Michael Porter’s famous five forces:
1) Supplier power
2) Customer power
3) Barriers to entry
4) Threat of substitutes
5) Industry competitiveness
1) Supplier power: Airlines have to deal with many powerful suppliers such as:
- Aircraft Manufacturers: choice between Boeing and Airbus only
- Airport and Air Navigation Services Suppliers: Being Natural Monopolies fix charges which include cost of inefficiencies. Increase in passengers related charges increases price of the ticket and resultantly decreases the demand. Increase in airlines related charges increases operating cost of airlines and accordingly decreases their bottom line.
- Fuel Suppliers: Airlines have virtually no control over fuel prices. Some airlines, such as British Airways, or other mega carriers, hedge fuel but it does not always work and when the fuel prices drop unexpectedly they end up paying more than market price. Additionally Governments are entitled to impose taxes on domestic routes, such as sales tax, that airlines have no control over.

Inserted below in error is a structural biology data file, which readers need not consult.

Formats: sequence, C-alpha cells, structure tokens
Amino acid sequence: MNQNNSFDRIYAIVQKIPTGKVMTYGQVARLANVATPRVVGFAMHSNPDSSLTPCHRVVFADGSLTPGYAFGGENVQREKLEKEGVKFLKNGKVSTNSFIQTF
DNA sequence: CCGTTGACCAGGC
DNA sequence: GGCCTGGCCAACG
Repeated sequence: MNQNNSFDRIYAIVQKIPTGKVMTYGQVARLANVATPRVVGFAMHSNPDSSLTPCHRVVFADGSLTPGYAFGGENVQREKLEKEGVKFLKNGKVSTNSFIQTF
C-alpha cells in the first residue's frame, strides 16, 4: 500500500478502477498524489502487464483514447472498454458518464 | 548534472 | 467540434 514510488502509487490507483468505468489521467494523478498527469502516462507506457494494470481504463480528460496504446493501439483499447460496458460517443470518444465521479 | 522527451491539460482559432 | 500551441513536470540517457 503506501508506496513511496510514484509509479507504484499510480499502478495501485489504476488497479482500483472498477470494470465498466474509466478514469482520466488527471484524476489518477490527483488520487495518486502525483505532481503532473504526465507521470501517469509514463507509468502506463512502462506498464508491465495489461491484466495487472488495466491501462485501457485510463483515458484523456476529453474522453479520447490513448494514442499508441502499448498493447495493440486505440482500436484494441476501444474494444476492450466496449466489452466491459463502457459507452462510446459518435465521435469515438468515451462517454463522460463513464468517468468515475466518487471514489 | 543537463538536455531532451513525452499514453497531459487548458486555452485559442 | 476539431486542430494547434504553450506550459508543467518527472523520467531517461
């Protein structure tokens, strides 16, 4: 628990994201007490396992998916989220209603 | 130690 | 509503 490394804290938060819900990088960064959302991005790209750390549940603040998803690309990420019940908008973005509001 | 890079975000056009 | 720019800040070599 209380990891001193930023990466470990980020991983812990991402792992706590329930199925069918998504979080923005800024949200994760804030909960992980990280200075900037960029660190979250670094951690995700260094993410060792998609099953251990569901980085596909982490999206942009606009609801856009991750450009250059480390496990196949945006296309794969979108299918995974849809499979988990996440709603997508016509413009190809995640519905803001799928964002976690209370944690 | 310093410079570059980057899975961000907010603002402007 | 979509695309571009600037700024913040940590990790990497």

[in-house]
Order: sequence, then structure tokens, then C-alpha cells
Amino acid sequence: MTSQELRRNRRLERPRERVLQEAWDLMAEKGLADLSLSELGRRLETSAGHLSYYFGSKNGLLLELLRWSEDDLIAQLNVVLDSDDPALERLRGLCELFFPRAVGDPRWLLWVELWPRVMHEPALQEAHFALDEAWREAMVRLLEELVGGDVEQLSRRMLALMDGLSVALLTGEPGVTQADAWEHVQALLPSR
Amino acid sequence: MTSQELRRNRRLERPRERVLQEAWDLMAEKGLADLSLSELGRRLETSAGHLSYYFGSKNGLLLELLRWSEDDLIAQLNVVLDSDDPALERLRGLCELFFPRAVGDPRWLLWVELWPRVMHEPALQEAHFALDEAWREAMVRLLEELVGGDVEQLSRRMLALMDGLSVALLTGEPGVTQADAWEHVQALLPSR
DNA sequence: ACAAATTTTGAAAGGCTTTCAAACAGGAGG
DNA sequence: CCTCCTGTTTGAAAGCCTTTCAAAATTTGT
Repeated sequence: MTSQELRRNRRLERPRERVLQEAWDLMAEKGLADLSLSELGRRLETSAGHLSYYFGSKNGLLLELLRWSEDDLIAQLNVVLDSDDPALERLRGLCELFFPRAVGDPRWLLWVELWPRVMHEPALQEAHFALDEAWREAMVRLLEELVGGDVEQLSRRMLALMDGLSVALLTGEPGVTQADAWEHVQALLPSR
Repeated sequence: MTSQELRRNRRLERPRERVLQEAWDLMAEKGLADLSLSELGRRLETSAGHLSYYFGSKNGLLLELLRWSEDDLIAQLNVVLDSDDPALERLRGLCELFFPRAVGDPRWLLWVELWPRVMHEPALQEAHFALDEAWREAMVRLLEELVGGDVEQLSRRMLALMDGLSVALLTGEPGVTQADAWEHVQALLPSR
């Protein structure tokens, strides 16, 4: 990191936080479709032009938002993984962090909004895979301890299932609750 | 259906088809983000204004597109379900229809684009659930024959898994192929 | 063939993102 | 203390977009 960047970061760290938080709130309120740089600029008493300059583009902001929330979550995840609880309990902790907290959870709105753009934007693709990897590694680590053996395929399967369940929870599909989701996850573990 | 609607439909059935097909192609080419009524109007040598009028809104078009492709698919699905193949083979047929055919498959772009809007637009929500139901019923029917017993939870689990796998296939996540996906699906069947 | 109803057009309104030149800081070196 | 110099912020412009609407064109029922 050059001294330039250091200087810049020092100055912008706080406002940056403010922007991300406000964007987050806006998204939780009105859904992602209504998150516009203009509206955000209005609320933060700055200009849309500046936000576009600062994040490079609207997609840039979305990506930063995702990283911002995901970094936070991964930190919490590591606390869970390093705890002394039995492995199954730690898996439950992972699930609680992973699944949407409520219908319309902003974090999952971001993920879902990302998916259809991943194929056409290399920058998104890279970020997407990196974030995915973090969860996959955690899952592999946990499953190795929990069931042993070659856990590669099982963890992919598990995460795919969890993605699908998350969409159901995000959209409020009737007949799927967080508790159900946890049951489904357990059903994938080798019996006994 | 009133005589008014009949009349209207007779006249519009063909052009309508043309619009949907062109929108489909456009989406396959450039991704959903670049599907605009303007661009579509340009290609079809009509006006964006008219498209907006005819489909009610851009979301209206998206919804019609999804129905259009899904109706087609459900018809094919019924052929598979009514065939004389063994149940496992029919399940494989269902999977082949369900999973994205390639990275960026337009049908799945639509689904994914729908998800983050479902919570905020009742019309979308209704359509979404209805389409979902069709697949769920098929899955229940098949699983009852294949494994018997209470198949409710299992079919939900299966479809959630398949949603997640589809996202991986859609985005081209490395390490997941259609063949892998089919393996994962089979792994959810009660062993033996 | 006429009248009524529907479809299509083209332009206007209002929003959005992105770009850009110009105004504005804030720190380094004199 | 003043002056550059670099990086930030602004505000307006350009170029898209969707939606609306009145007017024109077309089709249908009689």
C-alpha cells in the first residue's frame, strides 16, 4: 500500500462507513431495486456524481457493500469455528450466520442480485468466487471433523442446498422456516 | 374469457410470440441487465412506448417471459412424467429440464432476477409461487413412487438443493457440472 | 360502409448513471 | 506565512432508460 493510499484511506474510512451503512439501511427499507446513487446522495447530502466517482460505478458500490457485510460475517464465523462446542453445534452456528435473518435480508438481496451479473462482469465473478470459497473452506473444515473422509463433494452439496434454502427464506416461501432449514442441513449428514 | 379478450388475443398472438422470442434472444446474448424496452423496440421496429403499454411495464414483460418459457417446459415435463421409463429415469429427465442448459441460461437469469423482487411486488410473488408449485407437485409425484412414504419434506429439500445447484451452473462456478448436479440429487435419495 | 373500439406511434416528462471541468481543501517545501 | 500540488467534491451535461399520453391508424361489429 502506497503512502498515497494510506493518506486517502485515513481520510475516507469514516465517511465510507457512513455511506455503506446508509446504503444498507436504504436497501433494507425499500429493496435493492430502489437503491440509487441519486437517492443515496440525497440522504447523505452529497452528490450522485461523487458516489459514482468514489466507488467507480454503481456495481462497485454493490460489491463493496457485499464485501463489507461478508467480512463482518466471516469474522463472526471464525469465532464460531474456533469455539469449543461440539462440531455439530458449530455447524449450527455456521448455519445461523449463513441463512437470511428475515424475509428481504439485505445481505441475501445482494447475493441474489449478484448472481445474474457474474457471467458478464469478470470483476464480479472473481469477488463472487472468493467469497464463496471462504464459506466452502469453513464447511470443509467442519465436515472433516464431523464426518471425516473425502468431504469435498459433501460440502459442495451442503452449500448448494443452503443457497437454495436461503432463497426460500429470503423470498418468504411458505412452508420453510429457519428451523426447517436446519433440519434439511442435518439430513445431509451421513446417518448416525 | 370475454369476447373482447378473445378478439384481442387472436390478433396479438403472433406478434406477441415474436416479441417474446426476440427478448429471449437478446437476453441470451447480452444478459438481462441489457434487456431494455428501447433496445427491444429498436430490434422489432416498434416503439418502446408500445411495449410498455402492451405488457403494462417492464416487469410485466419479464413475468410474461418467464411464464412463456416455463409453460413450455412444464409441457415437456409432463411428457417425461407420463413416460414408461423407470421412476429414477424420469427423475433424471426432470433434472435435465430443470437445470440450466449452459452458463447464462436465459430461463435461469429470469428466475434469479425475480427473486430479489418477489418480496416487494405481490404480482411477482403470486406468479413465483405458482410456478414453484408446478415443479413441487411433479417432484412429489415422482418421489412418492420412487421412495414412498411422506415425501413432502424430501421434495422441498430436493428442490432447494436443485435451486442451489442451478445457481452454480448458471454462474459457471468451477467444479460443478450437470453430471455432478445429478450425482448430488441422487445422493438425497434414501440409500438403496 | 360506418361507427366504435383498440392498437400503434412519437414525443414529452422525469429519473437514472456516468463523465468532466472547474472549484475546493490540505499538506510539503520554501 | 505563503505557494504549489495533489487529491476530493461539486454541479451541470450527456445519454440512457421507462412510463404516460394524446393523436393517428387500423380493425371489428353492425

- Labour: Airline Business is labour intensive. Hence cost of labour forms major part of the operating cost. It however, varies depending on whether an airline has a unionized regime or otherwise. Airlines that do not allow union activities are twice as productive and efficient as the unionized ones. Average labour cost in unionized airlines is at least twice as much non-unionized airlines. This explains why average labour cost in European and North American airlines is about 35% of the total operating cost in comparison to Asian airlines where it is almost half— about 18%. Even in Asia some airlines are unionized. These are generally Government owned airlines such as PIA and Air India. Their labour cost is twice as much as non-unionized and private airlines. Their labour productivity and efficiency is also barely half of private airlines.